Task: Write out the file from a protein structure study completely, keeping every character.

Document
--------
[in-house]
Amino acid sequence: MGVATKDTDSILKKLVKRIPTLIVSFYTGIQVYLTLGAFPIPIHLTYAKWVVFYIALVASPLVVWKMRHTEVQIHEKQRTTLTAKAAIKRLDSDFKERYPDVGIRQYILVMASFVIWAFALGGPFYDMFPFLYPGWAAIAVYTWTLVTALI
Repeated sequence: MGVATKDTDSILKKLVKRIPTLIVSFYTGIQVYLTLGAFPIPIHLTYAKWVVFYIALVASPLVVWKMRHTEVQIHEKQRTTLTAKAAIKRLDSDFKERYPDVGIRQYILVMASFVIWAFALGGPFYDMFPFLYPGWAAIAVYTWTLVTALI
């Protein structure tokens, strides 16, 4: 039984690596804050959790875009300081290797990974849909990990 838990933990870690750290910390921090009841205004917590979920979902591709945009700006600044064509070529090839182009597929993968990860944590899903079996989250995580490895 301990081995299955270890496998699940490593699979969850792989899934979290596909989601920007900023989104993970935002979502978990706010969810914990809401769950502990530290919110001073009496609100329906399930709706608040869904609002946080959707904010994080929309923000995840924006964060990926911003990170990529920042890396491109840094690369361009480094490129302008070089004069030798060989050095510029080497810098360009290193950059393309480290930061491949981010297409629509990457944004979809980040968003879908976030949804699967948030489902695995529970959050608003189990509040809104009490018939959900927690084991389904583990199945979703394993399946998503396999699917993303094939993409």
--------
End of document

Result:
[in-house]
Amino acid sequence: MGVATKDTDSILKKLVKRIPTLIVSFYTGIQVYLTLGAFPIPIHLTYAKWVVFYIALVASPLVVWKMRHTEVQIHEKQRTTLTAKAAIKRLDSDFKERYPDVGIRQYILVMASFVIWAFALGGPFYDMFPFLYPGWAAIAVYTWTLVTALI
Repeated sequence: MGVATKDTDSILKKLVKRIPTLIVSFYTGIQVYLTLGAFPIPIHLTYAKWVVFYIALVASPLVVWKMRHTEVQIHEKQRTTLTAKAAIKRLDSDFKERYPDVGIRQYILVMASFVIWAFALGGPFYDMFPFLYPGWAAIAVYTWTLVTALI
């Protein structure tokens, strides 16, 4: 039984690596804050959790875009300081290797990974849909990990 838990933990870690750290910390921090009841205004917590979920979902591709945009700006600044064509070529090839182009597929993968990860944590899903079996989250995580490895 301990081995299955270890496998699940490593699979969850792989899934979290596909989601920007900023989104993970935002979502978990706010969810914990809401769950502990530290919110001073009496609100329906399930709706608040869904609002946080959707904010994080929309923000995840924006964060990926911003990170990529920042890396491109840094690369361009480094490129302008070089004069030798060989050095510029080497810098360009290193950059393309480290930061491949981010297409629509990457944004979809980040968003879908976030949804699967948030489902695995529970959050608003189990509040809104009490018939959900927690084991389904583990199945979703394993399946998503396999699917993303094939993409």